New Yorkers are somewhat known for at least feeling like we’ve seen it all. Well, you haven’t seen this! One World Observatory, the top three floors of One World Trade Center that provide a 360-degree view of New York City and its surroundings at 1,250 feet, will open to the public this weekend. We got a sneak preview. Here’s what you can expect when you visit this new urban landmark, and what we think the kids (and yeah, you too) will think is especially cool.
Welcome to New York!
The One World Observatory obviously has big “shoes” to fill, given that it’s the presumably new-and-improved version of the similar experience enjoyed by many at the World Trade Center observation deck. From the moment you arrive at the at the attraction’s “Global Welcome Center”, things feel high-tech, somewhat space age, with a little bit of “waiting-for-the-really-big-ride-at-Disney” thrown in. A large video board features welcome messages in 10 languages, while a world map highlights the hometowns of visitors in real time, using data relayed from ticket scans.
The Waiting Game
Some long, winding corridors lead to the elevators, and chances are most visitors will spend some time standing in line in these halls. Thankfully, some entertainment is provided in the form of “Voices,” a 14 minute film featuring the personal stories of the men and women who built One World Trade Center. Displayed on a video wall made up of 144 individual monitors, the piece includes thoughts from the engineers and architects, to construction workers and foremen. (One person calls it “the Superbowl of construction,” while another recalls clouds blowing through the high floors before the walls were completed. Visitors also get a reminder of the havoc Hurricane Sandy caused at the site.)
The landscape then changes to resemble the bedrock on which the building is constructed, the famed “Manhattan schist.” Facts about the bedrock are projected onto the (faux) craggy surface, and dramatic lighting adds to the subterranean feel.
photo: One World Observatory
The Ride to the Top
A bank of five elevators do the literal heavy lifting of delivering visitors to the 102nd floor. Dubbed “Sky Pods,” these cabs get there in 47 seconds and are the fastest elevators in the Western hemisphere. Don’t think you (or your kid) can handle shooting up that fast and seeing the ground fall out from under you? Don’t worry: the interiors of the cars are lined with floor-to-ceiling LED screens, which ironically, provide one of the highlights of the experience: as the cars ascend, the walls of the elevators display a virtual time-lapse of the development of the New York City Skyline, starting in the 1500s. The photorealistic animation contains nearly 35,000 different objects (tall ships in the harbor!) and 2,000 historical images, including the appearance and disappearance of the Twin Towers.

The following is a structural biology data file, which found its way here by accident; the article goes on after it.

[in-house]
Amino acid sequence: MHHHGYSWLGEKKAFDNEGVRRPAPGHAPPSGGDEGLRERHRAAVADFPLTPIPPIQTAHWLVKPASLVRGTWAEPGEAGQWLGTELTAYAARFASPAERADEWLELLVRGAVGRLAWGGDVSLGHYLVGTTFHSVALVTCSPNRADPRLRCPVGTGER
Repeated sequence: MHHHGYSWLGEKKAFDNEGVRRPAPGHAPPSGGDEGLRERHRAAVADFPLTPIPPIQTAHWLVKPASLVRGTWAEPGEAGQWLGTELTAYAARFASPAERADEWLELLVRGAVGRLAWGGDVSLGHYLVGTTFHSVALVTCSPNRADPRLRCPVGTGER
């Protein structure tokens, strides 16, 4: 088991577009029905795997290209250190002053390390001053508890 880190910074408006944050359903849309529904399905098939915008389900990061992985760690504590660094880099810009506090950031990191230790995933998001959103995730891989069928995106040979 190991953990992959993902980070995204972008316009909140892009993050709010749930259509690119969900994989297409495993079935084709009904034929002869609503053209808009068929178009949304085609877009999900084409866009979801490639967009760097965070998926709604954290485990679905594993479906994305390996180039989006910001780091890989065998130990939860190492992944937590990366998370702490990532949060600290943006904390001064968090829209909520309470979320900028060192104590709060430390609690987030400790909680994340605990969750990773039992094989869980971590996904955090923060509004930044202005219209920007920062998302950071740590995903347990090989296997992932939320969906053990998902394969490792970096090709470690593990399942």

On a Clear Day
Following the fast ride up, visitors enter the “See Forever Theater,” where a razzle-dazzle two-minute video showcasing the sights, sounds, and energy of New York is screened. (Cool fact to impress your child: apparently the film was edited and scored to a tempo based on pedometer data of the “average” New Yorker.)
The Main Event (and Supporting Players)
And then, it’s on to the big attraction, the view itself. Is it great? Of course it’s great, and the space seems like it’s big enough to handle large crowds. The observation area is tricked out with a couple additional features for visitors to take in. The first, the “Sky Portal,” is a 14-foot wide circular disc which creates the illusion of looking down through the floor to the streets below; the “view” is real-time high-definition video from cameras on the building’s exterior.
The second, while kind of cool, is probably more for out-of-towners. “City Pulse” is a sort of interactive set of monitors controlled by “skyline concierges” — One World Observatory employees who use City Pulse to help groups learn more about areas of interest. (The idea is that one person may want to know about sports in New York, while other visitors might have interest in the city at the turn of the century.)
One World Observatory is a tourist destination, so you’ll find green screen photo ops (with the chance to buy your photo as you exit), as well as three dining options of varying formality. The most casual is the One Café, which serves baked goods, sandwiches, soups, salads and more. And of course, there’s a gift shop, for all you One World Observatory tchotchke needs.
Tickets are on sale now at the One World Observatory box office and online at oneworldobservatory.com.
One World Observatory
One World Trade Center (entrance on the West Plaza alongside West Street near Vesey)
Open daily, 9 a.m.-midnight
Tickets: adults 13-64/$32; kids 6-12/$26; seniors/$30, kids under 5/free (but must be ticketed)
Will you visit One World Observatory? Let us know in the comments!